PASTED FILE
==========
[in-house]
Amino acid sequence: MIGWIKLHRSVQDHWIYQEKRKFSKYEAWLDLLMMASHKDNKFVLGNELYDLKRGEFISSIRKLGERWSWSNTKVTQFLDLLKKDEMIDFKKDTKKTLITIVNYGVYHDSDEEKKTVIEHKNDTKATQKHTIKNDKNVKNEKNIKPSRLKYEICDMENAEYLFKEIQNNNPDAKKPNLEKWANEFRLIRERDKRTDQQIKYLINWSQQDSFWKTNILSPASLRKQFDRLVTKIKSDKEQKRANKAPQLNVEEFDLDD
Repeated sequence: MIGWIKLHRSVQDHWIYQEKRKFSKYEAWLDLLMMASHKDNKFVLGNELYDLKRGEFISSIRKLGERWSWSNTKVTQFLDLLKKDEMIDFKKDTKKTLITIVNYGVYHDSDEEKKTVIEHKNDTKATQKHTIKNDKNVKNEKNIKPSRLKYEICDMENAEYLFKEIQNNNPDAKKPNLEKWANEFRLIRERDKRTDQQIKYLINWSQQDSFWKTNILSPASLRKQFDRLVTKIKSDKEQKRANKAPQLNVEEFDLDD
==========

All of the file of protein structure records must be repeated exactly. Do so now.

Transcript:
[in-house]
Amino acid sequence: MIGWIKLHRSVQDHWIYQEKRKFSKYEAWLDLLMMASHKDNKFVLGNELYDLKRGEFISSIRKLGERWSWSNTKVTQFLDLLKKDEMIDFKKDTKKTLITIVNYGVYHDSDEEKKTVIEHKNDTKATQKHTIKNDKNVKNEKNIKPSRLKYEICDMENAEYLFKEIQNNNPDAKKPNLEKWANEFRLIRERDKRTDQQIKYLINWSQQDSFWKTNILSPASLRKQFDRLVTKIKSDKEQKRANKAPQLNVEEFDLDD
Repeated sequence: MIGWIKLHRSVQDHWIYQEKRKFSKYEAWLDLLMMASHKDNKFVLGNELYDLKRGEFISSIRKLGERWSWSNTKVTQFLDLLKKDEMIDFKKDTKKTLITIVNYGVYHDSDEEKKTVIEHKNDTKATQKHTIKNDKNVKNEKNIKPSRLKYEICDMENAEYLFKEIQNNNPDAKKPNLEKWANEFRLIRERDKRTDQQIKYLINWSQQDSFWKTNILSPASLRKQFDRLVTKIKSDKEQKRANKAPQLNVEEFDLDD